Source: Volker Preuß,
Coat of arms of the Province of Westphalia,
Source, by: Deutsche Wappen Rolle
The white horse is the "Saxons Ross". It has its roots in the Tribal-Duchy of Saxony and was later adoped from the Welfen-Dynasty. Their symbol was actually a golden lion on red ground. Westphalia belonged until 1180 to the zone of influence of the Welfen-Dynasty. In this way became it the heraldic animal of the Kingdom of Hannover (since 1866 Prussian Province of Hannover), of the Prussian Province of Westphalia and since 1922 of the Country of Brunswick. This tradition is continued in the FRG at those federal countries to which formerly Welfian territories belong. In this way they have until today the white horse in their coats of arms: Lower Saxony and North-Rhine Westfalia. In old reproductions of coats of arms (at least until 1935) the Saxons Ross held its tail always upward. With the new-creation of the State of Hannover was that tradition broken after the Second World War, because the Saxons Ross held on its flag its tail downwards. That was continued in the Country of Lower Saxony – the successor of the State of Hannover. Because of that the Saxons Ross is called in Westphalia (wehre it holds the tail still upward) "Westphalia Horse", in contrast to the "Lower Saxony Horse".
Source: Wikipedia (D),
Deutsche Wappen Rolle,
Source: Professor G. Droysens Allgemeiner Historischer Handatlas, 1886
The historical map from 1866 shows the Province of Westphalia in the west.
Area: 7.805 square miles
Inhabitants: 4.811.000 (1925)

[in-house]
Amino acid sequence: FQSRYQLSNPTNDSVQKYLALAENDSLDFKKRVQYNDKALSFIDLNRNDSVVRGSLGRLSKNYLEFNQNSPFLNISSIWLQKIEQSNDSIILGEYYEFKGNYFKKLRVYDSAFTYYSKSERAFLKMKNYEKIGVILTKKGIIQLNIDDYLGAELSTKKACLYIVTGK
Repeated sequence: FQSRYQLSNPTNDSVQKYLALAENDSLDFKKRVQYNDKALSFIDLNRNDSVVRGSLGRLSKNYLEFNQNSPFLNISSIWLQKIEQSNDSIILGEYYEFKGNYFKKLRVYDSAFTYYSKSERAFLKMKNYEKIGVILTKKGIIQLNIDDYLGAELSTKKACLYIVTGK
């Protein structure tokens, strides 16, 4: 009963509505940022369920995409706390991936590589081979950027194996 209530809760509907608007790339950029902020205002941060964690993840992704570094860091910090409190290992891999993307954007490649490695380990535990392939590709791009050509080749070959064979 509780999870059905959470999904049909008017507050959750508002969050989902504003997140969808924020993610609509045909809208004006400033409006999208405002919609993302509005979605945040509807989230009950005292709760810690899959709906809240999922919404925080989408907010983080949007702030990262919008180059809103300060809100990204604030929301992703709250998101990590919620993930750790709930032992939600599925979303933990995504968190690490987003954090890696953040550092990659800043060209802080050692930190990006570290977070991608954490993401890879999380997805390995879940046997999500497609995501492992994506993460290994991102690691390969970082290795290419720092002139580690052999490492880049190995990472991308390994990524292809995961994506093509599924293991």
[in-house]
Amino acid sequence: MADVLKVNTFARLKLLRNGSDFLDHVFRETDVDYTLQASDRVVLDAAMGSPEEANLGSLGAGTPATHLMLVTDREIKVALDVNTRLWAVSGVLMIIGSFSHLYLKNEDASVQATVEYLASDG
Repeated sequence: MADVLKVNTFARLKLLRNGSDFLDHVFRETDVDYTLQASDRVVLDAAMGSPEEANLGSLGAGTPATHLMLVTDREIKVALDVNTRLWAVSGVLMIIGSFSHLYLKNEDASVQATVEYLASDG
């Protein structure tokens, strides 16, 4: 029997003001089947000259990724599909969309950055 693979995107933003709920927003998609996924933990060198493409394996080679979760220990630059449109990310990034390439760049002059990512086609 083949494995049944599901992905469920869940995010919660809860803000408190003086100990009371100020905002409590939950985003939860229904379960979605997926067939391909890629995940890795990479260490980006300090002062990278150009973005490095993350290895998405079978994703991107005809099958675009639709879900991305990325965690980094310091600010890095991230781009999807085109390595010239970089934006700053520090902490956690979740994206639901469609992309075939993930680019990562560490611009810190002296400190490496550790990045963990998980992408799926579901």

Density of Population: 615 inh./sq.mi.
since the 8th century · one of the three Saxon tribal provinces
1180 · creation of the Duchy of Westphalia by emperor Friedrich I. Barbarossa
1180–1793 · to the later Electorate and Archbishopric of Colonia
1807–1813 · Kingdom of Westphalia
1815 · creation of the Prussian Province of Westphalia out of
- the ancient Westphalia
- the County of Sayn-Wittgenstein
- the Abbey of Essen
1945 · occupation by allied squads, British zone of occupation
1946 · creation of the Country of North Rhine-Westphalia by unification of the Province of Westphalia with the northern part of the Rhine Province and the Country of Lippe-Detmold
Source: Atlas zur Geschichte,
The landscape-name "Falen" is of Germanic origin. comes from the Old-High German word "falaho", which means "lowland people". This was even the name for the plain that was divided by the river Weser in Eastern Falen and Western Falen. After the defeat of the Saxons against Charlemagne in 785, Saxony was annexed to the Franconian Empire and became divided into three tribal provinces. "Westfalia", "Eastfalia" and in between "Angaria (Engern)". They became later own duchies. The by Napoléon in 1807 created Kingdom of Westphalia (French: Royaume de Westphalie) has nothing to do with it. Obviously, only the name was borrowed. To avoid confusion with the real historic "Westphalia" (in German written: Westfalen), Napoléons creation is in germany now generally to write as "Westfalia" (German: Westfalen).
Source: Wikipedia (D),
Handbuch der geographischen Namen
Kindly supported by: A. Kortmann (D)